Japan, China and South Korea agreed to beef up cooperation and establish a forum for strategic dialogue to combat air pollution plaguing China during the Tripartite Environment Ministers Meeting held on May 5 and 6 in Kita-Kyushu, Fukuoka Prefecture.
Close intergovernmental collaboration is indispensable to preventing cross-border air pollution by PM2.5 (particulate matter smaller than 2.5 micrometers).
We hope the latest tripartite agreement represents the first step in the right direction.
But Zhou Shengxian, China’s environmental protection minister, sat out the Kita-Kyushu meeting. In his place, Vice Minister Li Ganjie attended. Beijing has yet to soften its stance due to the Senkaku Islands dispute.
Still, the fact that Beijing sent its No. 2 environment official must mean it knows it cannot do without the cooperation of Japan, which has expertise in tackling environmental problems.
Air pollution by PM2.5 is understood to be caused by multiple factors, including car and factory exhaust, coal dust and pollutants generated from construction sites. As such, there is no simple solution.
Obviously, the primary responsibility lies with the Chinese government, which has put economic growth ahead of environmental protection.
However, many Japanese companies are operating in China, which means Japan is not entirely blameless, either.
In addition, the air pollution in China is causing problems in various parts of Japan, including Kita-Kyushu, the venue of the environment ministers’ meeting.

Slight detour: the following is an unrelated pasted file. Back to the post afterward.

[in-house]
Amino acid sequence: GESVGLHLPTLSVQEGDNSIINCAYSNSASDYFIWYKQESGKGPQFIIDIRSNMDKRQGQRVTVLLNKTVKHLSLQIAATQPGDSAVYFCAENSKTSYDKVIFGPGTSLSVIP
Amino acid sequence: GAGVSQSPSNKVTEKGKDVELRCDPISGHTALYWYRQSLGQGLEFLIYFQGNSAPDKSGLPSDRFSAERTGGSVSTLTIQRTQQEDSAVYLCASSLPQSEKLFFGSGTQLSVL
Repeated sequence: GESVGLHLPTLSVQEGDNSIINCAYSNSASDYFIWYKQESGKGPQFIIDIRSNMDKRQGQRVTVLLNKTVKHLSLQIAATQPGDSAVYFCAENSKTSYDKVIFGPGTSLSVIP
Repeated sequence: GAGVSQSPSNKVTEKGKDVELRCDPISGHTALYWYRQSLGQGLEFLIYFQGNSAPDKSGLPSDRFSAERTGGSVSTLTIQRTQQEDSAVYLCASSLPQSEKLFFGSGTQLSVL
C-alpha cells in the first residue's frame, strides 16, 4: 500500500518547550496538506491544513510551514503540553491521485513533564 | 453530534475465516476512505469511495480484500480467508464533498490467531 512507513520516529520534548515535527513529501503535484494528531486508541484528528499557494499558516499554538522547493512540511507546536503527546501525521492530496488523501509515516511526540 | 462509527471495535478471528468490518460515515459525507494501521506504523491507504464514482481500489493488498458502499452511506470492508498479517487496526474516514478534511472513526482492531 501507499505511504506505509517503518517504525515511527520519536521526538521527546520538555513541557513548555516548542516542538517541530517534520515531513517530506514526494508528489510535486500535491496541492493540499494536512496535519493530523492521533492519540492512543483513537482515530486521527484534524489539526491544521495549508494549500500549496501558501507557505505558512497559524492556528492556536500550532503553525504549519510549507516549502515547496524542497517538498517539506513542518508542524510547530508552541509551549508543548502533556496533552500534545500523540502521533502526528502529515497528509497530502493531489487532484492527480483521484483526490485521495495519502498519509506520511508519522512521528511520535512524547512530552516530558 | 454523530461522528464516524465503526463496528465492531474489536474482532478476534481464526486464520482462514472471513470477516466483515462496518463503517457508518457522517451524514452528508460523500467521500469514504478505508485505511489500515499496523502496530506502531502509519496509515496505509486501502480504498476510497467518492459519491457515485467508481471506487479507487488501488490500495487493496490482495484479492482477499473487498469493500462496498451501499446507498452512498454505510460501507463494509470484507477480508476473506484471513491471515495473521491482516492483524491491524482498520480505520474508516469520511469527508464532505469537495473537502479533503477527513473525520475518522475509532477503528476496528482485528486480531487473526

Environmental pollution crosses national borders. Japan has no choice but to commit to cross-border cooperation.
The Japanese government has a wealth of environmental policies to draw upon, and many Japanese companies are world leaders in environmental protection technology. Their expertise is a result of many sacrifices caused by environmental pollution at home.
Whether for profit or not, there is much that Japan can do to help.
In China earlier this month, citizens’ protested the construction of new factories in Shanghai and Kunming. The Chinese people’s environmental awareness is growing rapidly, and Japan’s offer of cooperation would help mitigate their hard feelings toward Japan.
Environmental protection is not the only area where Japan, China and South Korea ought to work together. But a tripartite summit slated for May has been postponed, and a planned meeting of the finance ministers and central bank governors of the three countries has been canceled.
North Korea remains their shared problem, and they need to move forward on trade partnership talks. Given this reality, the present situation is an anomaly that must not be allowed to continue.
We are all neighbors who cannot relocate to avoid one another. The only way to go is to rebuild a relationship of trust by promoting steady cooperation in areas where everyone’s interests match.
--The Asahi Shimbun, May 8
- « Prev
- Next »